Of course the principle function of any priesthood is to offer sacrifice to God, and this role is no less evident among those we call Christian priests. Though with the passing of the Jewish system, so too came a change in the nature of this sacrifice. No longer would the new religion offer the flesh and blood of bulls and goats but a vegetable offering of bread and wine instead. And this type of offering was foreshadowed by the great Melchizedek himself who brought out these elements to the patriarch Abraham in the city of Jerusalem some 2000 years earlier.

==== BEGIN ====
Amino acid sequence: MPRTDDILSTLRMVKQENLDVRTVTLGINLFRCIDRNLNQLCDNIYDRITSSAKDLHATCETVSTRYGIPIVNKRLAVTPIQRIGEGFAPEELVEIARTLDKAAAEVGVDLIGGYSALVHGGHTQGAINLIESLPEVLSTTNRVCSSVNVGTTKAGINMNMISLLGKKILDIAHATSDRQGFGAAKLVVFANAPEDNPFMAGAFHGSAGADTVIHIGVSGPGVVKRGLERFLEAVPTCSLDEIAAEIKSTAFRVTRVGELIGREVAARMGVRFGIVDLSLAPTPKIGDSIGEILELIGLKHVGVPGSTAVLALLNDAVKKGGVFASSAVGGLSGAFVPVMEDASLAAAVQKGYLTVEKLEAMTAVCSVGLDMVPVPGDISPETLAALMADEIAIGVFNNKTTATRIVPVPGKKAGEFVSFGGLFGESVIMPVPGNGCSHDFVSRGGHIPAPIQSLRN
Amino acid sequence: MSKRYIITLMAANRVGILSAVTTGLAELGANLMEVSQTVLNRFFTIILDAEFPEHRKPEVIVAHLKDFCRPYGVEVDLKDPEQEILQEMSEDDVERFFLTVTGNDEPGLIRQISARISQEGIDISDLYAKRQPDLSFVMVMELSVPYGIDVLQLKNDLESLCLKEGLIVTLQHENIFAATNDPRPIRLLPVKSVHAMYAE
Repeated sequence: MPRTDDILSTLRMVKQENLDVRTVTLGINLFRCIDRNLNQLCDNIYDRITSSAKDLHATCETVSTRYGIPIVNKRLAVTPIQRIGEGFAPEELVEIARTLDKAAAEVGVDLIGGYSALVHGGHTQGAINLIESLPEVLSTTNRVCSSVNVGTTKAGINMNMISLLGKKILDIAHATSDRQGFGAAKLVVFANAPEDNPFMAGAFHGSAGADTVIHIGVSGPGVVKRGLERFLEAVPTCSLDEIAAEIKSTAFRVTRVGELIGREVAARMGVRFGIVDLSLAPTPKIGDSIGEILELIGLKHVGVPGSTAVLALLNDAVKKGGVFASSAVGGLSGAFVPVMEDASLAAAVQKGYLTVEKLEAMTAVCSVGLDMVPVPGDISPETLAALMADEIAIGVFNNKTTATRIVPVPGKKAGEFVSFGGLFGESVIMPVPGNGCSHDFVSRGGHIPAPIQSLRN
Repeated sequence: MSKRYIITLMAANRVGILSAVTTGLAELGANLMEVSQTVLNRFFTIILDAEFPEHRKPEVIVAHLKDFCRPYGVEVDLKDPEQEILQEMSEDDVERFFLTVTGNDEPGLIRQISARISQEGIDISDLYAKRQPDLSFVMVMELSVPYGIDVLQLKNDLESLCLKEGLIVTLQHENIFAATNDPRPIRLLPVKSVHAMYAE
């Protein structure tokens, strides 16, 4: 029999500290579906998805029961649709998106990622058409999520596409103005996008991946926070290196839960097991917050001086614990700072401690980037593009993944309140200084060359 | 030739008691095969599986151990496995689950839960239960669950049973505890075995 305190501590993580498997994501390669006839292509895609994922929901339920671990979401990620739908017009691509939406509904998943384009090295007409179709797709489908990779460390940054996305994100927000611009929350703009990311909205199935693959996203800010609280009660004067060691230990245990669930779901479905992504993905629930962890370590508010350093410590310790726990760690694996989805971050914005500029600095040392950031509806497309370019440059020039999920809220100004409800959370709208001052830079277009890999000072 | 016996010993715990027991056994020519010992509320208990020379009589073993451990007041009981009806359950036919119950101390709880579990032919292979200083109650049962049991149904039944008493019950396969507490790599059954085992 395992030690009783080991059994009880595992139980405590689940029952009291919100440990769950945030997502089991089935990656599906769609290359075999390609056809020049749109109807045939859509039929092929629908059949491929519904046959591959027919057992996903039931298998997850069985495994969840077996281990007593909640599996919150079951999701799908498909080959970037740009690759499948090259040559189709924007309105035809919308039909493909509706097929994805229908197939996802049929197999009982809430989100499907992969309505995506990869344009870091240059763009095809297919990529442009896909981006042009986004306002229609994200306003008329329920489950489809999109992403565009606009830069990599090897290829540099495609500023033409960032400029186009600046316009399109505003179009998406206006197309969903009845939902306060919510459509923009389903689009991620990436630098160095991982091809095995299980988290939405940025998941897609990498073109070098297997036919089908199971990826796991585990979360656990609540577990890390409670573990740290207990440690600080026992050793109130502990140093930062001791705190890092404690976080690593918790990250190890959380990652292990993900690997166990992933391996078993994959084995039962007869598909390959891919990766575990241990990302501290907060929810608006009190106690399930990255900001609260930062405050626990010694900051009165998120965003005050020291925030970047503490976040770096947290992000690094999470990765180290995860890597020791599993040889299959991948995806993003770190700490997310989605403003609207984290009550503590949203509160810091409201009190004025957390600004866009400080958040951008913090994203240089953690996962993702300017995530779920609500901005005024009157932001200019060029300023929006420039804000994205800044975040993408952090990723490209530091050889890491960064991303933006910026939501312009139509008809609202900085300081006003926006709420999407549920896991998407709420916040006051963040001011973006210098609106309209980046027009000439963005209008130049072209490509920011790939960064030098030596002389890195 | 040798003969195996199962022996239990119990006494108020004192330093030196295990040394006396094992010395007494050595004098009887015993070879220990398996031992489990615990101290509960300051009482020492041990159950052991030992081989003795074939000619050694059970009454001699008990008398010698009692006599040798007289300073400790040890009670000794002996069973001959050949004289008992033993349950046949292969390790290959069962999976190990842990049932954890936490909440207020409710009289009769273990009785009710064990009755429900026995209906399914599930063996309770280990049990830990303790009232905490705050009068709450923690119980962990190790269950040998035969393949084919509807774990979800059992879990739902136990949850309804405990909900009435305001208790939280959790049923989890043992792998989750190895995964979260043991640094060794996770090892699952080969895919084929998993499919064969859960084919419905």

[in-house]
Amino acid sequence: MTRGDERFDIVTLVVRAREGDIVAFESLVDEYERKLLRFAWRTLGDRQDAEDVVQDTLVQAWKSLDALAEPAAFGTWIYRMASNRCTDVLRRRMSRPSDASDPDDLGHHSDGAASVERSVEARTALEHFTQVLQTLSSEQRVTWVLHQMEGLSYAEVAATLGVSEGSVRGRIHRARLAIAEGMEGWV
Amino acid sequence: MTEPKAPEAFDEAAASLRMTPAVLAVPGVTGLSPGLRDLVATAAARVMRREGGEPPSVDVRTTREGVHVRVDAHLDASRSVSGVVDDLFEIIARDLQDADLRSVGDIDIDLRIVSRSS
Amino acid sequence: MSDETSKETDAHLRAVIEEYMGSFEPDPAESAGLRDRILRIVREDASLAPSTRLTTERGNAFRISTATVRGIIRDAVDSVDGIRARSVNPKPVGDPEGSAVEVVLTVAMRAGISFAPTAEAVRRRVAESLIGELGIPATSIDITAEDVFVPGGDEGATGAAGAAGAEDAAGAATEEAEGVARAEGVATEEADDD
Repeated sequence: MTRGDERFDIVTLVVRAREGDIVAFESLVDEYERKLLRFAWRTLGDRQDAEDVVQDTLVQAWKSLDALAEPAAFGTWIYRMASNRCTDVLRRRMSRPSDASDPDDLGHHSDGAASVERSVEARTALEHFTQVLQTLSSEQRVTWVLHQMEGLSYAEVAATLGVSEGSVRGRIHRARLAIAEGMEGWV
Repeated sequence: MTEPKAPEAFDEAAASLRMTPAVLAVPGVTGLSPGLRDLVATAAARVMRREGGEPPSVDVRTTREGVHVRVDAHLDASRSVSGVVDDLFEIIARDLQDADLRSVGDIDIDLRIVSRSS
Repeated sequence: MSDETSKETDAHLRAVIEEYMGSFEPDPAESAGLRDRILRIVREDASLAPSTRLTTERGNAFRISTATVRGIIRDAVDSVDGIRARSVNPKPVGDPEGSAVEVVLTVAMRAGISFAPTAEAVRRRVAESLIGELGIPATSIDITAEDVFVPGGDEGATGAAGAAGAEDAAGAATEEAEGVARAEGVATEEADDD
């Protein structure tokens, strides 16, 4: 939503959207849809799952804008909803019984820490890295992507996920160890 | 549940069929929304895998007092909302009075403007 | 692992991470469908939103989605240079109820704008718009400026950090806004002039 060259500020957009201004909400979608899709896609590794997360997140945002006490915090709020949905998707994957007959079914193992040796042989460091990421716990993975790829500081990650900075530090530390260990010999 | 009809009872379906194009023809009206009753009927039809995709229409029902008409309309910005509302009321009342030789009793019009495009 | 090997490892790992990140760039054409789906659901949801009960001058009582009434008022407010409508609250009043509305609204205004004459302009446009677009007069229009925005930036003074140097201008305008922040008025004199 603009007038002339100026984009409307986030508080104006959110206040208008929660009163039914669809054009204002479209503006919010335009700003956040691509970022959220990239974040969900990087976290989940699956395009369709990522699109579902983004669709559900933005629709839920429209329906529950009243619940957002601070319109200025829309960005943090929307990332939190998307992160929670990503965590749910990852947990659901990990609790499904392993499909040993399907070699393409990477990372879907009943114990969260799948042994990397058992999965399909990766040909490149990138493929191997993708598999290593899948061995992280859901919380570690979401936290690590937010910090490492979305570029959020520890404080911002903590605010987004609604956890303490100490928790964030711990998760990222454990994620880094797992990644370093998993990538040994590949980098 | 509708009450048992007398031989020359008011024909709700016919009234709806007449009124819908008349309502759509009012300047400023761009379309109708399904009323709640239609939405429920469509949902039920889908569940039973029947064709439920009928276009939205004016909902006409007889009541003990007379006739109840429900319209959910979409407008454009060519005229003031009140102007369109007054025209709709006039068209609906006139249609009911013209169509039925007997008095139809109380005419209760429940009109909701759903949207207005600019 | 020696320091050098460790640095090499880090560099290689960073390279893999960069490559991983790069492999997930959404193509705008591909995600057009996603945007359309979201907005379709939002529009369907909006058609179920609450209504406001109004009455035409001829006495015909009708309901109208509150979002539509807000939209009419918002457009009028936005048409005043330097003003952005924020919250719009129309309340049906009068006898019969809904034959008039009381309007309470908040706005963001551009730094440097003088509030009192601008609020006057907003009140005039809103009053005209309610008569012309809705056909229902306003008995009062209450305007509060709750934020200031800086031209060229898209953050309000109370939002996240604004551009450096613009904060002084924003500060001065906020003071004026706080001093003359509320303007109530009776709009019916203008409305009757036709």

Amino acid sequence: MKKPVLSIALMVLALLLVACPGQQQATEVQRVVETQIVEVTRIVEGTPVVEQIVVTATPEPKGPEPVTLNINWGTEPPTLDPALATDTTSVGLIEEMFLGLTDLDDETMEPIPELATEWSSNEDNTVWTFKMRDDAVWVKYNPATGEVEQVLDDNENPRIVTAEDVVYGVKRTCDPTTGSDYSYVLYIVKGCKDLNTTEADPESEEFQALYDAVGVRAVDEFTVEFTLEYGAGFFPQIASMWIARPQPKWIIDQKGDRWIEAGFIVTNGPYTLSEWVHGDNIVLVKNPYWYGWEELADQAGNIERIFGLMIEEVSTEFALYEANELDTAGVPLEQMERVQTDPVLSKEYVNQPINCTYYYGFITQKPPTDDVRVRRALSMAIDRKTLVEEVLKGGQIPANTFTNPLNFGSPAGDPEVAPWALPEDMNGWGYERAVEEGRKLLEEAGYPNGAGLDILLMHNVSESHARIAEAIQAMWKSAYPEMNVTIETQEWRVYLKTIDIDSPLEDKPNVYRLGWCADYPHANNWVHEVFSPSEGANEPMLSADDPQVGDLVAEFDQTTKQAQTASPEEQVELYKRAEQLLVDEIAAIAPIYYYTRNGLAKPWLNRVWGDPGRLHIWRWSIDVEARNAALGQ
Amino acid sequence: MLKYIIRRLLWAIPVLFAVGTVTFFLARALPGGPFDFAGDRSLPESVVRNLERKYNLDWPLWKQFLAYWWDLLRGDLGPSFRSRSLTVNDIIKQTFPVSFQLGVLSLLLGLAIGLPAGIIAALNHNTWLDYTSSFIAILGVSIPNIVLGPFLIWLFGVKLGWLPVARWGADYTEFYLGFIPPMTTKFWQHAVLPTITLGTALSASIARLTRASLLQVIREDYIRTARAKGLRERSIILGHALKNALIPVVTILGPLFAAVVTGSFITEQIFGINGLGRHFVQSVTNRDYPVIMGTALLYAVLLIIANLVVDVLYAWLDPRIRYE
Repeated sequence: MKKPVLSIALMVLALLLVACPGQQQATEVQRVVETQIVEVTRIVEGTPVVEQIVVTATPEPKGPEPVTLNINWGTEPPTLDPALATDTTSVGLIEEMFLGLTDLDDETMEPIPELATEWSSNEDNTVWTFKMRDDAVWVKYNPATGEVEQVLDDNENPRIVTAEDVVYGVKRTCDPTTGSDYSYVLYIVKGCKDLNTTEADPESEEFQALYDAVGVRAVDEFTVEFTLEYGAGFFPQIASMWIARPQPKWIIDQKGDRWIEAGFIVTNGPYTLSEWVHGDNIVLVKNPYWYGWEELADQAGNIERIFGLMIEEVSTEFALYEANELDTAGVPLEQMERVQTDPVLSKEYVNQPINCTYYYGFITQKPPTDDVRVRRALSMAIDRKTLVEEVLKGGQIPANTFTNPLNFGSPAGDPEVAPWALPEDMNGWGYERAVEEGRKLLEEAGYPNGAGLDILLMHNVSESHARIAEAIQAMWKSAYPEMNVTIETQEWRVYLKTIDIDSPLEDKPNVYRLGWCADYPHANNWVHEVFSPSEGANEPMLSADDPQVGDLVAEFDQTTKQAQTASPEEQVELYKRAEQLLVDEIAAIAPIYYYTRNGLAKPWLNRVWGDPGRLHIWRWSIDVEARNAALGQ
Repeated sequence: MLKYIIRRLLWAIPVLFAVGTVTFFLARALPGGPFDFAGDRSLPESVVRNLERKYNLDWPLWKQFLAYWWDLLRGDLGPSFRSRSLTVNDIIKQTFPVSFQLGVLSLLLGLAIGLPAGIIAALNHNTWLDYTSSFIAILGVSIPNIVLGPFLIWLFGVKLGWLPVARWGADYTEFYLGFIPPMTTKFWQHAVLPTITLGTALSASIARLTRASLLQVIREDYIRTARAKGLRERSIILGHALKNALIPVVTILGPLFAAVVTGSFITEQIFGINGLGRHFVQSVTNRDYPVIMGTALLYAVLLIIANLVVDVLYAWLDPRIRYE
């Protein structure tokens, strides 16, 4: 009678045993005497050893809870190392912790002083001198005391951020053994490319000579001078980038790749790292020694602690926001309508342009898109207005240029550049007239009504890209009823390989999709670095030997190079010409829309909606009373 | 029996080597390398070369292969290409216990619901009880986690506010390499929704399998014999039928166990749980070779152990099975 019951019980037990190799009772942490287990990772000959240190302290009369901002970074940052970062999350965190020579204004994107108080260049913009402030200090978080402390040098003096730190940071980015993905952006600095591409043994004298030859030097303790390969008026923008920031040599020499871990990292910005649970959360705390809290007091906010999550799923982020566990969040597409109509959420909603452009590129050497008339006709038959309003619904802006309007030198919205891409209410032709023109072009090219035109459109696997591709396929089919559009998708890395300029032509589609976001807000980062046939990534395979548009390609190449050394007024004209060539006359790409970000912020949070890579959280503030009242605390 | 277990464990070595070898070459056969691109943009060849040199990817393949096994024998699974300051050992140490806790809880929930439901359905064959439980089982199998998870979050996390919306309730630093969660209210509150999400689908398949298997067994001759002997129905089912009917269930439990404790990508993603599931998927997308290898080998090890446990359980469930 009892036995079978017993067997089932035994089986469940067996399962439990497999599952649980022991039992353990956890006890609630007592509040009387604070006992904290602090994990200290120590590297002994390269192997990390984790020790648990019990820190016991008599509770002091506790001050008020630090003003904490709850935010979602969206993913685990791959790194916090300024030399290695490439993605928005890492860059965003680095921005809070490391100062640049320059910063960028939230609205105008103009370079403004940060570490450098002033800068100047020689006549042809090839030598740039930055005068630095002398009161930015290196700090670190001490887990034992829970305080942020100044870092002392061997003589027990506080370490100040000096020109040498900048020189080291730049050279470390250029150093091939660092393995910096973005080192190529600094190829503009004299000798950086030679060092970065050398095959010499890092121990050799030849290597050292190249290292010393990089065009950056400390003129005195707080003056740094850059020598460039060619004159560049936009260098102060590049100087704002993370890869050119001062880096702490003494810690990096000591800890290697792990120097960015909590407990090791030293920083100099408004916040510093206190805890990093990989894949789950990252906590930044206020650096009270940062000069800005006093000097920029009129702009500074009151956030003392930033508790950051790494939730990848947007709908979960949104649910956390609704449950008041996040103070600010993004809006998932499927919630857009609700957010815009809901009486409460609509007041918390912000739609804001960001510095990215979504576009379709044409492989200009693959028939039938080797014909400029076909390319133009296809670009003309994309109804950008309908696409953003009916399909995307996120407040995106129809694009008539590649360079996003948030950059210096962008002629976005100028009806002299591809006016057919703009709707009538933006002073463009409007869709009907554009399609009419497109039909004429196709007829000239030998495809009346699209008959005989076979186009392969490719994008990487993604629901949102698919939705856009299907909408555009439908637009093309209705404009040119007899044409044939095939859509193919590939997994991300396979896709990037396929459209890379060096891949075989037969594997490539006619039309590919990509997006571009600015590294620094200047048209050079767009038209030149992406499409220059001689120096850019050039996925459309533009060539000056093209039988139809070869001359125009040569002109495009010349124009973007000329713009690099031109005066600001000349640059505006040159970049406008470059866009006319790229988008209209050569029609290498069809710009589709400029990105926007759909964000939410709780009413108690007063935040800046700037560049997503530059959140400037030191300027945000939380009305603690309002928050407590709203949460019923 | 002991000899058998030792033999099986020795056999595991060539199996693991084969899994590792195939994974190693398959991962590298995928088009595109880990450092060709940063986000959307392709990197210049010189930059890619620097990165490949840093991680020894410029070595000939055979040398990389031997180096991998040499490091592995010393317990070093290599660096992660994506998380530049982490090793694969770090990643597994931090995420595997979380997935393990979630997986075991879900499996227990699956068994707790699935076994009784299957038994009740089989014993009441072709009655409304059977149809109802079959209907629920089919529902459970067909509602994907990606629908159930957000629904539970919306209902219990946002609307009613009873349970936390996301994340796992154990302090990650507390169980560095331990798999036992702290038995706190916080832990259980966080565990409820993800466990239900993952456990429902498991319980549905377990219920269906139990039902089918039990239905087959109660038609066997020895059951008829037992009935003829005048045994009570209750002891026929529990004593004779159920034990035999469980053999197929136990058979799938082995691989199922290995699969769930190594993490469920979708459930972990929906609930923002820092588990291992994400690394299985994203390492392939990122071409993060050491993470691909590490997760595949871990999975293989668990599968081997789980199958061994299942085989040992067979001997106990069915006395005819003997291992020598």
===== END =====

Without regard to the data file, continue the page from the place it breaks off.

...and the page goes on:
However the oblation of the Christian dispensation is not merely bread and wine. At the hands of the priest who offers them to God, they become changed from these base substances into the very Body and Blood of Christ himself. In effect the sacrifice that the priest offers is the very same Sacrifice that Christ offered to God on the Cross for the salvation of the world. On the night before he suffered, Jesus instituted the ritual oblation of bread and wine for his priests to perform regularly until he comes again. He told them, “Do this in remembrance of me.” From that time this Holy Sacrifice has been perpetuated all over the world so that it is essentially carried out continuously for the benefit of mankind. As the only pure and unblemished sacrifice to ever be offered to God on an ongoing basis, it has become the fulfillment of the words of the prophet Malachi who penned centuries earlier, “From the rising of the sun to its setting my name is great among the nations, and in every place incense is offered to my name, and a pure offering; for my name is great among the nations, says the Lord of hosts.”